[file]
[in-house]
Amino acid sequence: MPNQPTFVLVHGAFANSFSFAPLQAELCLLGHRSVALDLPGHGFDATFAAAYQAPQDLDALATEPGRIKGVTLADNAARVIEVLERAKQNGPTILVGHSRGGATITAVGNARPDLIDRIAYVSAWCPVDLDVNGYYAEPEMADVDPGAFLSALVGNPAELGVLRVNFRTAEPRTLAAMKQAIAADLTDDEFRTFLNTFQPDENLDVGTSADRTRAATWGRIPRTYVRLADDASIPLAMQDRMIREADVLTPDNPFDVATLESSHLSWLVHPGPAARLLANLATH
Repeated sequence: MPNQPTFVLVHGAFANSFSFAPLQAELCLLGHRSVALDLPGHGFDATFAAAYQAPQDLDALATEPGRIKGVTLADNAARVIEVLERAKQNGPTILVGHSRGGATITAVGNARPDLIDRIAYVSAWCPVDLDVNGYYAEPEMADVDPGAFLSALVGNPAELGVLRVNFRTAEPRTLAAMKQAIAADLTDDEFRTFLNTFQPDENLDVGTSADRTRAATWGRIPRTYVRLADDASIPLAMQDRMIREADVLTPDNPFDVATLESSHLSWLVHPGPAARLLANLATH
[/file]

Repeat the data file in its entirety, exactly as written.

[in-house]
Amino acid sequence: MPNQPTFVLVHGAFANSFSFAPLQAELCLLGHRSVALDLPGHGFDATFAAAYQAPQDLDALATEPGRIKGVTLADNAARVIEVLERAKQNGPTILVGHSRGGATITAVGNARPDLIDRIAYVSAWCPVDLDVNGYYAEPEMADVDPGAFLSALVGNPAELGVLRVNFRTAEPRTLAAMKQAIAADLTDDEFRTFLNTFQPDENLDVGTSADRTRAATWGRIPRTYVRLADDASIPLAMQDRMIREADVLTPDNPFDVATLESSHLSWLVHPGPAARLLANLATH
Repeated sequence: MPNQPTFVLVHGAFANSFSFAPLQAELCLLGHRSVALDLPGHGFDATFAAAYQAPQDLDALATEPGRIKGVTLADNAARVIEVLERAKQNGPTILVGHSRGGATITAVGNARPDLIDRIAYVSAWCPVDLDVNGYYAEPEMADVDPGAFLSALVGNPAELGVLRVNFRTAEPRTLAAMKQAIAADLTDDEFRTFLNTFQPDENLDVGTSADRTRAATWGRIPRTYVRLADDASIPLAMQDRMIREADVLTPDNPFDVATLESSHLSWLVHPGPAARLLANLATH